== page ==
A picture is worth a thousand words

Hi everyone! Izzy, Jason, and Marlon here. Today we woke up and had breakfast with our host mothers and families before reconvening as a group. We were sad to spend only one night with our host families because we had such a great experience. After we said our goodbyes, we piled on the bus and got a tour of Soweto by Thandi aka Mama Thandi. Mama Thandi is a Soweto native who showed us around Freedom Square, the Hector Pieterson Museum and Memorial, Mandela’s House, and Regina Mundi (a church).


At Freedom Square, we viewed unique statues that outlined the rights of the people in the new South Africa. Some of the rights include, equality for all and the right to own land. Next, we went to the Hector Pieterson Museum and Memorial which sparked many emotions. Hector Pieterson was a 13 year old boy from Soweto who was shot and killed on June 16, 1976 during the Soweto Uprising. Many school children gathered and protested the government plan to teach Afrikaans as their primary language in school instead of English. The police forcibly stopped the protest and started shooting into the unarmed crowd. Hector Pieterson was an innocent bystander during the protest and only one of the many children who was unjustly shot and killed by the police. There is a famous picture of a bleeding Hector Pieterson being carried by a local Soweto resident named Mbuyisa Makhubu. The moving image shows Hector’s older sister running alongside Makhubu as he flees the horror carrying her dead brother. The picture was published worldwide making it possible for the world to learn what was really happening during apartheid South Africa.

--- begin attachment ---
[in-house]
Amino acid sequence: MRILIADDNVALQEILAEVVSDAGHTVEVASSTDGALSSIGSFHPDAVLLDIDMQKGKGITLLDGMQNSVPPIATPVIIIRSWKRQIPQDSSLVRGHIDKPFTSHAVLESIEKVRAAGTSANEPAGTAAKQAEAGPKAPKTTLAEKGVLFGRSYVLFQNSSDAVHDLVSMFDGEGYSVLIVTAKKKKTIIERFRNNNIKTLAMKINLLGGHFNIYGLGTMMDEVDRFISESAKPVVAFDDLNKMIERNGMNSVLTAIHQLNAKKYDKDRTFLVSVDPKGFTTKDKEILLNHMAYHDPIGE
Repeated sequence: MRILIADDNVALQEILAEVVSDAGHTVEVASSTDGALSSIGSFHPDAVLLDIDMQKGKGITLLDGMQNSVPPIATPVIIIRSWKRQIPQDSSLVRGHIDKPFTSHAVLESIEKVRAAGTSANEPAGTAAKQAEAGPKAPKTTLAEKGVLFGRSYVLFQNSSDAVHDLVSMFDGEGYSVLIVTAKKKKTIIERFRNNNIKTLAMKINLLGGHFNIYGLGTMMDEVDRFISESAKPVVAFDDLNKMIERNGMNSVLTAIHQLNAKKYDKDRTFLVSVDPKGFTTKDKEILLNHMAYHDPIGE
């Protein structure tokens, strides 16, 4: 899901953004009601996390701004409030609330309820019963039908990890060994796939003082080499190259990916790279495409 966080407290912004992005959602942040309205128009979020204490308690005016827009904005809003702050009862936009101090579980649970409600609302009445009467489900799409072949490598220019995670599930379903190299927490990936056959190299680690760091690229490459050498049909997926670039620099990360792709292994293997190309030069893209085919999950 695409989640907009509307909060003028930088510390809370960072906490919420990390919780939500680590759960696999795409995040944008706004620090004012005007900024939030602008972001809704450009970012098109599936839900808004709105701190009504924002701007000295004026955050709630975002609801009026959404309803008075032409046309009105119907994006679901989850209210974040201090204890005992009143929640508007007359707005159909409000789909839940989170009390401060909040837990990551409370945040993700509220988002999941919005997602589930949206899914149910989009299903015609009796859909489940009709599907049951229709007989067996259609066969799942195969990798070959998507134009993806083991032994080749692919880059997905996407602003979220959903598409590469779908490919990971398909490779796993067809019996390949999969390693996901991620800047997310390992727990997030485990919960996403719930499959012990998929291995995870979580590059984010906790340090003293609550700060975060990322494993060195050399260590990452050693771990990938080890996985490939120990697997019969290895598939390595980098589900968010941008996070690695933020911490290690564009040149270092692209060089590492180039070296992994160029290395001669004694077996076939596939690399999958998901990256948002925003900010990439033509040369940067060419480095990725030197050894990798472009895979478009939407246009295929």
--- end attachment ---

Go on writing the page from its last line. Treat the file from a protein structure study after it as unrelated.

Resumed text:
After the Museum, Mama Thandi took us to Mandela’s home where he lived for 15 years before being imprisoned. Mandela lived in Orlando West, Soweto, at 8115 Vilakazi Street. The house was built in 1945 and he moved in the following year with his wife Winnie Mandela and their children. After Mandela was released from prison, he returned to his home and was only able to stay for 11 days because he had no privacy from the media. His home has been renovated as a museum and has original furniture and belongings inside. This famous street is also the home to Archbishop Desmond Tutu. Interestingly enough this is the only street in the world to have two Nobel Peace Prize winners living on it, Mandela and Tutu.



Our last stop of the day was the Regina Mundi Catholic Church. This church was the site of numerous protest planning meetings after the Soweto Uprising. This church was symbolic during the Soweto Uprising because it was the only open building nearby the protest that students were able to run into seeking safety. Police followed the students inside and bullet holes can still be seen where they opened  fire on the church. The church opened in 1962 and is the largest Catholic church in Soweto. It can seat up to 2,000 people.


Overall, today was a great day! Physically being at the historical places where many important events happened during the apartheid era such as the Soweto Uprising, really put all of what we learned from class into a deeper perspective.

Thank you for reading and stay tuned for more! To our families, we miss you!


Izzy, Jason, and Marlon



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